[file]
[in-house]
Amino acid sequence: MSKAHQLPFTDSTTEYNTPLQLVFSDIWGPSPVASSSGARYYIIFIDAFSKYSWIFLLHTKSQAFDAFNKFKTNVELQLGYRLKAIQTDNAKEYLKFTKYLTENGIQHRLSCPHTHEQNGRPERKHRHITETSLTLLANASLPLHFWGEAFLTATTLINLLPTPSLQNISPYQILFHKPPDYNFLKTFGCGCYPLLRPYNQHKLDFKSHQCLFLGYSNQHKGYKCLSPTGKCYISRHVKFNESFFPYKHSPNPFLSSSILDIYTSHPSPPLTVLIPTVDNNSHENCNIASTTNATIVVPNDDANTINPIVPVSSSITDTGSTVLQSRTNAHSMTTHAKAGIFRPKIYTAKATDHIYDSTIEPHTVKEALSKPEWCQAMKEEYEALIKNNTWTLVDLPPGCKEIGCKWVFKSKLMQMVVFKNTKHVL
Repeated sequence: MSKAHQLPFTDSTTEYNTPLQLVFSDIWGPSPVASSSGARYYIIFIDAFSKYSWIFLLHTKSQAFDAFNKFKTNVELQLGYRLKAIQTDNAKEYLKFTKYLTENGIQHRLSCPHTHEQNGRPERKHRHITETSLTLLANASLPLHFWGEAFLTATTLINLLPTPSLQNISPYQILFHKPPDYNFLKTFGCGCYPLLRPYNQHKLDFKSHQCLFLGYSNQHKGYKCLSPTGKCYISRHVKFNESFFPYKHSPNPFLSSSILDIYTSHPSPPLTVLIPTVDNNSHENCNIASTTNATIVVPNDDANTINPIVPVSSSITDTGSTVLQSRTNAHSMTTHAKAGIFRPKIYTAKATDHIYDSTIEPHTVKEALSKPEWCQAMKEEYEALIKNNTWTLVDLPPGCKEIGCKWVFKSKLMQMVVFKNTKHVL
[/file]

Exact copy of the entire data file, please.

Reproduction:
[in-house]
Amino acid sequence: MSKAHQLPFTDSTTEYNTPLQLVFSDIWGPSPVASSSGARYYIIFIDAFSKYSWIFLLHTKSQAFDAFNKFKTNVELQLGYRLKAIQTDNAKEYLKFTKYLTENGIQHRLSCPHTHEQNGRPERKHRHITETSLTLLANASLPLHFWGEAFLTATTLINLLPTPSLQNISPYQILFHKPPDYNFLKTFGCGCYPLLRPYNQHKLDFKSHQCLFLGYSNQHKGYKCLSPTGKCYISRHVKFNESFFPYKHSPNPFLSSSILDIYTSHPSPPLTVLIPTVDNNSHENCNIASTTNATIVVPNDDANTINPIVPVSSSITDTGSTVLQSRTNAHSMTTHAKAGIFRPKIYTAKATDHIYDSTIEPHTVKEALSKPEWCQAMKEEYEALIKNNTWTLVDLPPGCKEIGCKWVFKSKLMQMVVFKNTKHVL
Repeated sequence: MSKAHQLPFTDSTTEYNTPLQLVFSDIWGPSPVASSSGARYYIIFIDAFSKYSWIFLLHTKSQAFDAFNKFKTNVELQLGYRLKAIQTDNAKEYLKFTKYLTENGIQHRLSCPHTHEQNGRPERKHRHITETSLTLLANASLPLHFWGEAFLTATTLINLLPTPSLQNISPYQILFHKPPDYNFLKTFGCGCYPLLRPYNQHKLDFKSHQCLFLGYSNQHKGYKCLSPTGKCYISRHVKFNESFFPYKHSPNPFLSSSILDIYTSHPSPPLTVLIPTVDNNSHENCNIASTTNATIVVPNDDANTINPIVPVSSSITDTGSTVLQSRTNAHSMTTHAKAGIFRPKIYTAKATDHIYDSTIEPHTVKEALSKPEWCQAMKEEYEALIKNNTWTLVDLPPGCKEIGCKWVFKSKLMQMVVFKNTKHVL